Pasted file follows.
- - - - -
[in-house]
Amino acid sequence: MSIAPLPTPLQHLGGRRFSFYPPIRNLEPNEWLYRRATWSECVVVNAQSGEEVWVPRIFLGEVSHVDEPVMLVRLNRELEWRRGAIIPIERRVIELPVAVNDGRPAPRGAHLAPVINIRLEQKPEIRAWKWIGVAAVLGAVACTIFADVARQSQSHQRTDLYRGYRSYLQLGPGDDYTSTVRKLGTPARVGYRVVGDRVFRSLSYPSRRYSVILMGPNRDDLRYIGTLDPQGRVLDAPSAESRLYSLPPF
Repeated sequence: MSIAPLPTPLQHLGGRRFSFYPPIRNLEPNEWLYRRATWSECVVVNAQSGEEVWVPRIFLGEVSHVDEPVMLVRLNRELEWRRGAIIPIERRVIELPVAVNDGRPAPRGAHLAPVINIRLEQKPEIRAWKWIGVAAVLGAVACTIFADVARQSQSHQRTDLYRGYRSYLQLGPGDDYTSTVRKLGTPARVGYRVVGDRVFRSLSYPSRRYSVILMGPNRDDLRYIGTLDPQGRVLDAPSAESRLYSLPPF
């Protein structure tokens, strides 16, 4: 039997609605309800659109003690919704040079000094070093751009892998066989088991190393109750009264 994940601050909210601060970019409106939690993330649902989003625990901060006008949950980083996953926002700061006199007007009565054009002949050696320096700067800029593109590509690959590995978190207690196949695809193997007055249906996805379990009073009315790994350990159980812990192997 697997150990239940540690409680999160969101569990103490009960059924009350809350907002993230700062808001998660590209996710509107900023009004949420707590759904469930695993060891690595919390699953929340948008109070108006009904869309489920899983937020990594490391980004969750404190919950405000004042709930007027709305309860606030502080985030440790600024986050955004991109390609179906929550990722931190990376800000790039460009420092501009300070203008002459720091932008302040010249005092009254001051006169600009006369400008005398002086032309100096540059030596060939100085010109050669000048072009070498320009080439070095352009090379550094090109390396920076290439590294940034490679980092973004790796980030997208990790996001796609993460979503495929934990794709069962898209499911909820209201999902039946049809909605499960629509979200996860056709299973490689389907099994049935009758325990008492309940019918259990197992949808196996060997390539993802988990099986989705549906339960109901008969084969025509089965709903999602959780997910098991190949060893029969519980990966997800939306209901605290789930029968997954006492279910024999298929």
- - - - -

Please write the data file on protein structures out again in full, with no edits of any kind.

[in-house]
Amino acid sequence: MSIAPLPTPLQHLGGRRFSFYPPIRNLEPNEWLYRRATWSECVVVNAQSGEEVWVPRIFLGEVSHVDEPVMLVRLNRELEWRRGAIIPIERRVIELPVAVNDGRPAPRGAHLAPVINIRLEQKPEIRAWKWIGVAAVLGAVACTIFADVARQSQSHQRTDLYRGYRSYLQLGPGDDYTSTVRKLGTPARVGYRVVGDRVFRSLSYPSRRYSVILMGPNRDDLRYIGTLDPQGRVLDAPSAESRLYSLPPF
Repeated sequence: MSIAPLPTPLQHLGGRRFSFYPPIRNLEPNEWLYRRATWSECVVVNAQSGEEVWVPRIFLGEVSHVDEPVMLVRLNRELEWRRGAIIPIERRVIELPVAVNDGRPAPRGAHLAPVINIRLEQKPEIRAWKWIGVAAVLGAVACTIFADVARQSQSHQRTDLYRGYRSYLQLGPGDDYTSTVRKLGTPARVGYRVVGDRVFRSLSYPSRRYSVILMGPNRDDLRYIGTLDPQGRVLDAPSAESRLYSLPPF
């Protein structure tokens, strides 16, 4: 039997609605309800659109003690919704040079000094070093751009892998066989088991190393109750009264 994940601050909210601060970019409106939690993330649902989003625990901060006008949950980083996953926002700061006199007007009565054009002949050696320096700067800029593109590509690959590995978190207690196949695809193997007055249906996805379990009073009315790994350990159980812990192997 697997150990239940540690409680999160969101569990103490009960059924009350809350907002993230700062808001998660590209996710509107900023009004949420707590759904469930695993060891690595919390699953929340948008109070108006009904869309489920899983937020990594490391980004969750404190919950405000004042709930007027709305309860606030502080985030440790600024986050955004991109390609179906929550990722931190990376800000790039460009420092501009300070203008002459720091932008302040010249005092009254001051006169600009006369400008005398002086032309100096540059030596060939100085010109050669000048072009070498320009080439070095352009090379550094090109390396920076290439590294940034490679980092973004790796980030997208990790996001796609993460979503495929934990794709069962898209499911909820209201999902039946049809909605499960629509979200996860056709299973490689389907099994049935009758325990008492309940019918259990197992949808196996060997390539993802988990099986989705549906339960109901008969084969025509089965709903999602959780997910098991190949060893029969519980990966997800939306209901605290789930029968997954006492279910024999298929």